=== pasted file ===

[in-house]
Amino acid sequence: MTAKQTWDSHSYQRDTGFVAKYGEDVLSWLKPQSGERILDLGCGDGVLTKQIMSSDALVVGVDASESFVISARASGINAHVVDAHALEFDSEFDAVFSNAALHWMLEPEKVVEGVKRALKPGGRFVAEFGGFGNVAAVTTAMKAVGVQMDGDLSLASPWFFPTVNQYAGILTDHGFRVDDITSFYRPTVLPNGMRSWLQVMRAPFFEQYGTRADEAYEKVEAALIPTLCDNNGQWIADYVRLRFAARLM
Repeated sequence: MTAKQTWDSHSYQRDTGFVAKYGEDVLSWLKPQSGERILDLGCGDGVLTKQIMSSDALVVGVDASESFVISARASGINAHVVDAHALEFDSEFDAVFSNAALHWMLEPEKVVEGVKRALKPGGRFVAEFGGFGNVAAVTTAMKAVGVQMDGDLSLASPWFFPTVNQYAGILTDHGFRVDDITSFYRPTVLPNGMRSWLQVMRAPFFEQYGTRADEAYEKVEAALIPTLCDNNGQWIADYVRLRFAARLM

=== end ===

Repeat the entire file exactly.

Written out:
[in-house]
Amino acid sequence: MTAKQTWDSHSYQRDTGFVAKYGEDVLSWLKPQSGERILDLGCGDGVLTKQIMSSDALVVGVDASESFVISARASGINAHVVDAHALEFDSEFDAVFSNAALHWMLEPEKVVEGVKRALKPGGRFVAEFGGFGNVAAVTTAMKAVGVQMDGDLSLASPWFFPTVNQYAGILTDHGFRVDDITSFYRPTVLPNGMRSWLQVMRAPFFEQYGTRADEAYEKVEAALIPTLCDNNGQWIADYVRLRFAARLM
Repeated sequence: MTAKQTWDSHSYQRDTGFVAKYGEDVLSWLKPQSGERILDLGCGDGVLTKQIMSSDALVVGVDASESFVISARASGINAHVVDAHALEFDSEFDAVFSNAALHWMLEPEKVVEGVKRALKPGGRFVAEFGGFGNVAAVTTAMKAVGVQMDGDLSLASPWFFPTVNQYAGILTDHGFRVDDITSFYRPTVLPNGMRSWLQVMRAPFFEQYGTRADEAYEKVEAALIPTLCDNNGQWIADYVRLRFAARLM